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Work written for public consumption is a different matter. The first time I learned to be careful as a historian was reading Leary’s description of his 1970 jailbreak. The sensuous, concrete details Nin accused him of not paying attention to were exhilarating. Historians don’t get that kind of detail often. But then it hit me. The detail I’d fallen most in love with: the nerdy professor stooping to retrieve his glasses after he jumped the fence, then pushing them back up his nose before running into the night? I’ve never seen a picture of Timothy Leary wearing glasses. He made it up.
Propaganda is more mundane than nefarious. It’s the simple willingness to sacrifice truth in the name of a bigger goal. “All revolutionaries lie,” Kathleen Cleaver once said. She should know. She was the Black Panther Party’s first Communications Secretary. Her husband, Eldridge, their Minister of Information.
Revolutionaries lie. And politicians. Public figures. Gurus. Anyone who believes their goals outweigh the need for truth. Yet we let this immediately self-evident and banal fact surprise us again and again. Should we really be surprised that Timothy Leary, a man who hired a personal archivist to follow him around while still living, was concerned with a carefully curated public persona? Should we have been surprised when we learned tobacco companies buried scientific research on the link between cancer and smoking for decades? Should we trust a person who says giving everyone psychedelics will solve political strife when that person can’t even maintain peace in their own bedroom? What about someone who does lead a peaceful life, when we see how some other people who take psychedelics behave? If that person is a scientist? A writer? Could we take a shortcut, like Anaïs, and assume that if a person’s methods and approach to the world are like ours’ they can be trusted?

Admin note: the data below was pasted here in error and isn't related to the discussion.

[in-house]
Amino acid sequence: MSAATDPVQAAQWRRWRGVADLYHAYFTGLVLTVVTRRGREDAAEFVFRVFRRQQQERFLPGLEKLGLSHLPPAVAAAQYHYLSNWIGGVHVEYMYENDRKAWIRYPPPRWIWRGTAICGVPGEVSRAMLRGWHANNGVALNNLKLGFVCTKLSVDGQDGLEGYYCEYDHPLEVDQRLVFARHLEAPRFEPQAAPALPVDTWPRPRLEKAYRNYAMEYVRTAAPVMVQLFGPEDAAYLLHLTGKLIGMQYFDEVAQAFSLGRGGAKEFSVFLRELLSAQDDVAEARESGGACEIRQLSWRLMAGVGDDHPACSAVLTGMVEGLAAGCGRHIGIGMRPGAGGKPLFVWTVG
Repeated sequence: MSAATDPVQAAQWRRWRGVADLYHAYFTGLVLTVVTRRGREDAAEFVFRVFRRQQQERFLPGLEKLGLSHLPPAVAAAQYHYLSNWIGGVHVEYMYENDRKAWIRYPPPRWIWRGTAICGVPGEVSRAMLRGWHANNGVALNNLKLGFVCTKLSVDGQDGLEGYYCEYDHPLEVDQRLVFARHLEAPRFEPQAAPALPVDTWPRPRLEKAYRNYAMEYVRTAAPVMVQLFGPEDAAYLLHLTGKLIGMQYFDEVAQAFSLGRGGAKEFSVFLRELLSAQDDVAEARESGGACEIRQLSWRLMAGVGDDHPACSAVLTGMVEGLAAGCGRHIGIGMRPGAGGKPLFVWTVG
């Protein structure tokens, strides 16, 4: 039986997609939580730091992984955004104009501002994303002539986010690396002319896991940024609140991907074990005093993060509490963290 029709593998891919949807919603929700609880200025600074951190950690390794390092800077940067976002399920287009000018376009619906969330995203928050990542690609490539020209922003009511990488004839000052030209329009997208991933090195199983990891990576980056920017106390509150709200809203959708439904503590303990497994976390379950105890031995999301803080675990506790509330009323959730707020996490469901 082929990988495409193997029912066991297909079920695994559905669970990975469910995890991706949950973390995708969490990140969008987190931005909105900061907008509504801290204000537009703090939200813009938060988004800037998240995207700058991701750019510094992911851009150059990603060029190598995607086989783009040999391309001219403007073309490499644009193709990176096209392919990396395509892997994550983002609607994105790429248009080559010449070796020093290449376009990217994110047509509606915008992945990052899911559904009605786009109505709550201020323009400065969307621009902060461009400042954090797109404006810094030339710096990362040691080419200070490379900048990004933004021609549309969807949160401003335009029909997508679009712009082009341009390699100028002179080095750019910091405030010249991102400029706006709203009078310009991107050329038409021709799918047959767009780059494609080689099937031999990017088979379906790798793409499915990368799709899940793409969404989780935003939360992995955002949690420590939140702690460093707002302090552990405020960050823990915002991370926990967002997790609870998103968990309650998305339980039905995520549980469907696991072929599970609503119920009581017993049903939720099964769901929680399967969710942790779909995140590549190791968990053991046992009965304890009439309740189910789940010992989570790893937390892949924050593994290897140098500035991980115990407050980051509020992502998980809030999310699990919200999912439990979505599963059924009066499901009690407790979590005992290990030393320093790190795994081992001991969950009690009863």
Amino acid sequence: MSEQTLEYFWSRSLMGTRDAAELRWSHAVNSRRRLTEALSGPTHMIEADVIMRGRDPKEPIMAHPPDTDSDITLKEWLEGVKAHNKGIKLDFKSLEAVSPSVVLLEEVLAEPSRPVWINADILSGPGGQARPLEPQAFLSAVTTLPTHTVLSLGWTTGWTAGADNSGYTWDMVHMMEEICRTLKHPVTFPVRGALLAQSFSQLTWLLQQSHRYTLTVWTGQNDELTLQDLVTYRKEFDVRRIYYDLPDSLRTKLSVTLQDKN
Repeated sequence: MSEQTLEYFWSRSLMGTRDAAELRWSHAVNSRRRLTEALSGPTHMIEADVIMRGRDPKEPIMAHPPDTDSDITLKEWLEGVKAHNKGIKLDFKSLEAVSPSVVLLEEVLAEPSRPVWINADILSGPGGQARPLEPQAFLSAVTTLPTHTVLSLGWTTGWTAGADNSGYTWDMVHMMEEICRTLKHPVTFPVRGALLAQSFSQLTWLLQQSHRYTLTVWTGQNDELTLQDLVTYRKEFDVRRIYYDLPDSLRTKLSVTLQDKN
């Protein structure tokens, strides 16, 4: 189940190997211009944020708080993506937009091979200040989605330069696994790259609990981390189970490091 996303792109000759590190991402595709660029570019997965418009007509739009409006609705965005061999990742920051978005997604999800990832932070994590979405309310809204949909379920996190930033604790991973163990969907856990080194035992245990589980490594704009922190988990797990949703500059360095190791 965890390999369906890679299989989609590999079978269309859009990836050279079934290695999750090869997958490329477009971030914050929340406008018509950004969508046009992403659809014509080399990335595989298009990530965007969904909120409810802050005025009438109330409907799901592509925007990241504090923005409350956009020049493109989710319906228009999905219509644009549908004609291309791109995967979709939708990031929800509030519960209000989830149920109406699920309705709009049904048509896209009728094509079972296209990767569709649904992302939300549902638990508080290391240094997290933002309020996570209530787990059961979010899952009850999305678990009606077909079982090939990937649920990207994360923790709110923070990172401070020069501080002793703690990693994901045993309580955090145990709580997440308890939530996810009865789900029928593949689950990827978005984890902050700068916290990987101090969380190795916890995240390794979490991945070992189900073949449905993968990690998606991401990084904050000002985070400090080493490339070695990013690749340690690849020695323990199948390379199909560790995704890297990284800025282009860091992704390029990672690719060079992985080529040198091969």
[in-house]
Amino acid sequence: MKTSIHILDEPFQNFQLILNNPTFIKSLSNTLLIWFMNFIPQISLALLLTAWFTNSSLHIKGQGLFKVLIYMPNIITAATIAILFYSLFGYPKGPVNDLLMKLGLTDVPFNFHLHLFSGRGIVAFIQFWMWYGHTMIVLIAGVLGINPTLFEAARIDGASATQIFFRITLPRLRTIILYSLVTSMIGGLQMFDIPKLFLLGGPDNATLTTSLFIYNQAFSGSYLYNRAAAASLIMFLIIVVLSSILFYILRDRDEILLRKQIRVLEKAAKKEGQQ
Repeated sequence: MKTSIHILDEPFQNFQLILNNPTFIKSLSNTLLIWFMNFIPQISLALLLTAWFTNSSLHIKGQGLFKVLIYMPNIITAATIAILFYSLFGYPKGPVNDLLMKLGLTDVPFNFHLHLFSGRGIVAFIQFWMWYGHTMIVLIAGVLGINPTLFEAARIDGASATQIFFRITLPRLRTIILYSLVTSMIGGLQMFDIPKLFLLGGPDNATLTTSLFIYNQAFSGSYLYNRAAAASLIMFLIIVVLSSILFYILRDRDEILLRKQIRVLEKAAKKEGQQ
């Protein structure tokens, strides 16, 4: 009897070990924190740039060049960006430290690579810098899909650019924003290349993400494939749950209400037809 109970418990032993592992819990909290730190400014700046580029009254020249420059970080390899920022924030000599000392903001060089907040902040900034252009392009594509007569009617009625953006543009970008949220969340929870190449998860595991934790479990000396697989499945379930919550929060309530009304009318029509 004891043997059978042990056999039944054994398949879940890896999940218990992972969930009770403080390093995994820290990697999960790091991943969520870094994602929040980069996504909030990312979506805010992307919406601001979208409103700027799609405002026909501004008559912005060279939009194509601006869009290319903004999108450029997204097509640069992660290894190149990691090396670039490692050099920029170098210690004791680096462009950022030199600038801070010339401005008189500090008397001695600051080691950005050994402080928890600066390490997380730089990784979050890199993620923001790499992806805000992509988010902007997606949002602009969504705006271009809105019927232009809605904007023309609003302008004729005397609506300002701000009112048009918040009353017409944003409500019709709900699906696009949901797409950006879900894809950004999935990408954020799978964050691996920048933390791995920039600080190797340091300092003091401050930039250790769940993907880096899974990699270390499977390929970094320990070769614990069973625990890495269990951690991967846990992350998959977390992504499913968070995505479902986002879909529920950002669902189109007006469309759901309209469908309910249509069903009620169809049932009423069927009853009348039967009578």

“If I make much of the little things—of gossip and women’s stories and emotions and quibbly things like personal motivation and exceptions to the rules—it’s because smoothing the bits that don’t fit in order to make a tidy story is false.”
If I make much of the little things—of gossip and women’s stories and emotions and quibbly things like personal motivation and exceptions to the rules—it’s because smoothing the bits that don’t fit in order to make a tidy story is false. It’s false when we do it with history. It’s false when we do it with politics. And it’s false when we do it with science. And when we do it enough, should we really expect others to continue to have faith in us? How many scientists have to overstate their claims or hide the more ethically dubious parts of their research for the public to lose faith in the endeavor entirely? When does a guru cease being a guru?